Does "damen" work for "chicks", or is there another word that works better for that?
The German equivalent would be, "Die Biene" for "the chick".
To those that downvoted this person, how about instead of downvoting people who are trying to learn, downvote the people who continuously make jokes and make it hard for people to learn? This is a legitimate question that deserves an answer.
Some of those jokes make the process of learning much easier and more enjoyable in my opinion. At least for me, it works this way.
Same for me, jokes make it enjoyable and memorable. I remember the funny sentences on here because they stick in my mind for that reason. People don't learn well if they're bored, and if making jokes in German helps people to learn, then I don't see why to discourage it. People making jokes doesn't stop others asking questions. You're more likely to learn if you're motivated and having fun doing so.
Haha, on Danish Duo, people are constantly making jokes about sentences, and it really helps me remember the lessons. It's a shame I think when whole conversations are locked on German because of the content's laughability. I want to make jokes about Arnold Schwarzenegger on here!
Well I don't think that jokes make it hard for people to learn. I think you can safely ignore them if u don't like them. In my opinion, only misleading explanations should be downvoted but that is just my opinion.
Honestly, funny lessons help me remember it better, because it stays inside of your head.
There's a considerable difference between joking and trolling. I hate trolls too but not a good joke
I thought Biene meant bee. Does it also mean chick or do I have the wrong Biene?
I imagine it simply has the same effect has calling a woman a "chick" does in the US. I mean a baby bird is about as random as a pollinator insect... In the US some people liken some women to baby birds, in Germany some people liken some women to bees... go figure.
"Ladies like our cats". I don't know about anyone else but this sentence made me laugh haha
Damen means Ladies, which is the female equivalent of Gentleman or Lord. It is important to learn the nuances.
I thought this is Dative, but unsere suggests it is Accusative, Can anyone help me with this? I believe Katzen are the indirect object for the verb mögen. Please correct me where i am wrong. Thanks :)
Yes, but why? Why it is correct to say 'Ich sehe unseren Katsen', but wrong 'Ich möge useren Katzen'?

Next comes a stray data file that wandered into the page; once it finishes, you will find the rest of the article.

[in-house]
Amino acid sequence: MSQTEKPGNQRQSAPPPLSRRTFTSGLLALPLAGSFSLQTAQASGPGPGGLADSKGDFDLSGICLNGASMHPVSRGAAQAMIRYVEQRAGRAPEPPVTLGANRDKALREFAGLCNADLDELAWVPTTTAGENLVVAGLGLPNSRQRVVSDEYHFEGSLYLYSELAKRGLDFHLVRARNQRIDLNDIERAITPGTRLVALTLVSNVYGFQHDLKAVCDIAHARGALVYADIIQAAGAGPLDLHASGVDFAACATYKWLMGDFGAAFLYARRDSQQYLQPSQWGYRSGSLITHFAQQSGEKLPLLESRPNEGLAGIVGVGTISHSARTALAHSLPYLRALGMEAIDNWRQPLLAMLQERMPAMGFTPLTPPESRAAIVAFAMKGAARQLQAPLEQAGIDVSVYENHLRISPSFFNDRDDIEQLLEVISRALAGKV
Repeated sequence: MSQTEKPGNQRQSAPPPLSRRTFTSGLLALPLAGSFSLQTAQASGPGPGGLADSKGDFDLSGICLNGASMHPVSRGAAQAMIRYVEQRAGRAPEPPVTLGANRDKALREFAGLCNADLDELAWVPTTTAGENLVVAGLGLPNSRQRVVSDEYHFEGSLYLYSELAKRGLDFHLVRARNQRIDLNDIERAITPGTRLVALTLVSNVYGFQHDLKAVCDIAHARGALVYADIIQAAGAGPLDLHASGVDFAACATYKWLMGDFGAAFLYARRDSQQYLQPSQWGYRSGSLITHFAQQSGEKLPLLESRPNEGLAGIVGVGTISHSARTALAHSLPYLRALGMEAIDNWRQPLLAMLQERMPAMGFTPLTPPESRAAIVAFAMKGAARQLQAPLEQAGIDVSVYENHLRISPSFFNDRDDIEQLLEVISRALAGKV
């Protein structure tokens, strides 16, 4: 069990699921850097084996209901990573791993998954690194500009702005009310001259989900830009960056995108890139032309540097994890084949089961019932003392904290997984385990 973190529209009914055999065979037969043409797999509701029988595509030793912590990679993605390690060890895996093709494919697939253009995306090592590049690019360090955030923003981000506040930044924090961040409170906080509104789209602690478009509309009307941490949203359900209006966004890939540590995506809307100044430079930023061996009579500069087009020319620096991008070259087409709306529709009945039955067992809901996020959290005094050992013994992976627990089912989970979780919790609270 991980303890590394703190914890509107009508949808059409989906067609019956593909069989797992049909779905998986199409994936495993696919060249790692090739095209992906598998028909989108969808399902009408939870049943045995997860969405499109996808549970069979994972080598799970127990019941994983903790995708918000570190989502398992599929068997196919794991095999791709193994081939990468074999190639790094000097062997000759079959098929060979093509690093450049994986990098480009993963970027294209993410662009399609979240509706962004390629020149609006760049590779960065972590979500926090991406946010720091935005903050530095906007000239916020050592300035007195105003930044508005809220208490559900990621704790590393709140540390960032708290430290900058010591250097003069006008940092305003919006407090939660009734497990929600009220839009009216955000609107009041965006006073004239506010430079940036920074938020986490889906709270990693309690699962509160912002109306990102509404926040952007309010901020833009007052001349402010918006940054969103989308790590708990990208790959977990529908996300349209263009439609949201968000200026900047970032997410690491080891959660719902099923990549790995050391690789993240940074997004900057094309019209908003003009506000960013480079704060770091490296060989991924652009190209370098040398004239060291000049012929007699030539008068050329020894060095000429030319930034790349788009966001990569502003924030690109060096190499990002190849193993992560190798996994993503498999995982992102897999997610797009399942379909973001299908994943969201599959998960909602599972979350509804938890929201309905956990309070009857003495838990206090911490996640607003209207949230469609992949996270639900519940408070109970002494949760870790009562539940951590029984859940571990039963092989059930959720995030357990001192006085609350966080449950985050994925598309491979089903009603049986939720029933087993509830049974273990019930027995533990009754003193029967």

It should be " Ich sehe unsere Katzen and "Ich mag unsere Katzen" "Katzen" is the direct object, therefore accusative.
That's not how genitive works, but I had the same confusion in the beginning. Then Duolingo taught me, so now I can explain this :)
Das ist das Auto des Manns.
Here, des Manns is the part in genitive case. It means "of the man", so the full sentence is "That is the car of the man" or "That is the man's car". Note that in genitive case, the noun also sometimes gets an ending.
Das ist sein Auto.
Here, sein Auto is simply in nominative case. The ending of the possessive pronoun sein (i.e. no ending) matches the neuter object (das Auto) in nominative case. The meaning is slightly different: "That is his car".
Das ist das Auto von dem Mann.
While the genitive case is more technically correct, this form is often used when speaking. Here, dem Mann is in dative case because it follows the 'dative preposition' von. You could contract von dem to vom if you want. It means the same as in the genitive example.
Is there a German equivalent of "love", as in, to really like something? There are a lot of languages that separate the multiple forms of "love" that English bunches into one word, and was just curious if German was one of them.
In German the Christian god, i.e. Jehovah/Yahweh, can be called "der Herrgott" if I remember correctly from my grandfather's Neue Testament.
Just recall that old corny punchline: "Why, that's no lady, that's my wife!"
(FYI wife also translates into "Frau")
Why are the possible translations so different? Damen: Ladies King Am I missing something? Or does King refer to the chess' king figure or something of the like?
As I understand it, Dame refers to the "queen" in chess. Dame as "king" refers to checkers - or draughts - where when a piece reaches the 8th space in a column (gets all the way across the board), in English one "kings" that piece, making it able to move in reverse and so more powerful; the German term is the equivalent of "queens".
That would be "Die Damen", meaning some specific ladies. "Damen" on its own means ladies generally.
I tried 'Ladies like our pussies' as in pussycats but it was rejected. Does anyone know the German word for ❤❤❤❤❤ (in the sense of a cat, obviously)? Does such a word even exist in German?
"❤❤❤❤❤[cat]" is a colloquial or cutesy term for "cat" (i.e. it carries a different emphasis than the standard term). The German sentence just uses the standard term, so that's what you should use in the English sentence.
Colloquial terms can vary wildly, especially between regions, but one that's in both Duden and Dict.cc is Kätzchen (this can also mean "kitten", as can some other terms). You can basically make anything sound small or cute by adding -chen and an umlaut.
...and that's why you see so many deleted comments here that originally consisted of simply: Giggity
How do you know which pronunciation to use for verb. Can you use either pronounciation or is there a rule for this.
Could 'kitties' be used for 'cats,' or is there a more appropriate German equivalent for that? I tried it just to check, and it rejected it.
i'm in lady-cat hell as it keeps drilling this sentence into my head. okay already!